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Morrisons to likely kickoff a bidding war after rejecting £5.5bn offer

Morrisons to likely kickoff a bidding war after rejecting £5.5bn offer

Morrisons, Great Britain’s fourth largest grocer, has reportedly raised concerns that it might trigger a bidding war after rejecting an unsolicited £5.5 billion private equity offer for its takeover. It has also raised concerns that other of Britain’s supermarket groups could likely be sold to private equity.

Last week, Morrisons stated that it had declined a preliminary takeover offer worth just more than £5.5 billion. Renowned U.S. firm Clayton, Dubilier & Rice, had made the unsolicited offer and had proposed to pay approximately 230p per share in cash. On Friday, before the offer was made, Morrisons’ shares closed at approximately 178.45p, which valued the grocer at more than £4.3 billion.

Similar to its larger Tesco, shares of Morrisons are below their respective pre-pandemic levels after profits have sharply fallen over the past year. A major reason for this slump is higher costs; caused by the coronavirus crisis cancelling out any benefits from elevated sales.

According to the Bradford-based grocer, its board has unanimously concluded that CD&R’s conditional proposal undervalued Morrisons as well as its future prospects significantly. The conditions of the proposal included debt financing arrangement and completion of the detailed due diligence. Now, the New York-headquartered company would have until 17th of July to make a better offer or just walk away.

CD&R, on its part, declined to make any official comment on whether it intends to come back to Morrisons with a bigger bid. However, analysts claim that its offer was probably one of the first of numerous overtures. The analysts stated that the property assets and cashflows of Morrisons, along with other supermarket groups, have made them highly attractive prospects for private equity players.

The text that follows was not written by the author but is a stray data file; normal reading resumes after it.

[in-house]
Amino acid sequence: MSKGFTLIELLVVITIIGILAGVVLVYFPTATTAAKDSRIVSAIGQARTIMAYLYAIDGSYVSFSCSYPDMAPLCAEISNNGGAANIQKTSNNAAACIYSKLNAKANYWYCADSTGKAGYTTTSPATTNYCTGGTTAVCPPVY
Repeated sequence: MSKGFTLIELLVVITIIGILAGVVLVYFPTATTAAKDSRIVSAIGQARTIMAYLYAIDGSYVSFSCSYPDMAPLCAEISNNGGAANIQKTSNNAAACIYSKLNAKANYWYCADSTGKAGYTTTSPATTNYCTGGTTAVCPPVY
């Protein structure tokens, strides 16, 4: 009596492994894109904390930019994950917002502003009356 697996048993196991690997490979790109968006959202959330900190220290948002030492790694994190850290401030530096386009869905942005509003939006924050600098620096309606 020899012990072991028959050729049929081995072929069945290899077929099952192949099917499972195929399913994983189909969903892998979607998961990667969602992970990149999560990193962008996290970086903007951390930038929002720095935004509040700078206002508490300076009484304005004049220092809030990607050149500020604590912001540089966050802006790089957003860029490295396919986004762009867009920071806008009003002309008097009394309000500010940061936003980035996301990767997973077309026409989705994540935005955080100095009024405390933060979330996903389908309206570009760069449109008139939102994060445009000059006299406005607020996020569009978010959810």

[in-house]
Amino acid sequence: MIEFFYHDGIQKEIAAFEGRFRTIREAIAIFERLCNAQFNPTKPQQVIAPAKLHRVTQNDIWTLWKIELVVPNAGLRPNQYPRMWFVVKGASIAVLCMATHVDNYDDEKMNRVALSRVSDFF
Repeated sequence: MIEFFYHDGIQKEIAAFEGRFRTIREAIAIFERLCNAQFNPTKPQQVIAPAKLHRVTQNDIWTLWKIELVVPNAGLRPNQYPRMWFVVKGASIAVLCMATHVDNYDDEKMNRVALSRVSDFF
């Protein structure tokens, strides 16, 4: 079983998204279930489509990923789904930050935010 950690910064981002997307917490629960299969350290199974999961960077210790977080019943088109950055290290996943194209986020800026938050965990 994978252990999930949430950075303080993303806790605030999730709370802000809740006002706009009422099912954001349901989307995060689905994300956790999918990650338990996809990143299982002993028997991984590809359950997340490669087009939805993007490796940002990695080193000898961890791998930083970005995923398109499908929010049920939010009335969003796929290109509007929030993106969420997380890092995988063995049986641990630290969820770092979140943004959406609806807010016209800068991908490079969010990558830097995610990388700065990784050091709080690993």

For the uninitiated, private equity enterprises have taken over more UK firms over the last year and a half than at any time after the financial crisis within a £52 billion deal frenzy. As per latest data from Dealogic, this has raised fears of job losses and ‘asset stripping’.

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Sunil Jha

Sunil Jha has been a part of the content industry for close to two years. Having previously worked as a voice over artist and sportswriter, he now focuses on writing articles for, across a slew of topics, ranging from technology to trade and finance. With a business-oriented educational background, Sunil brings forth the expertise of deep-dive research and a strategic approach in his write ups.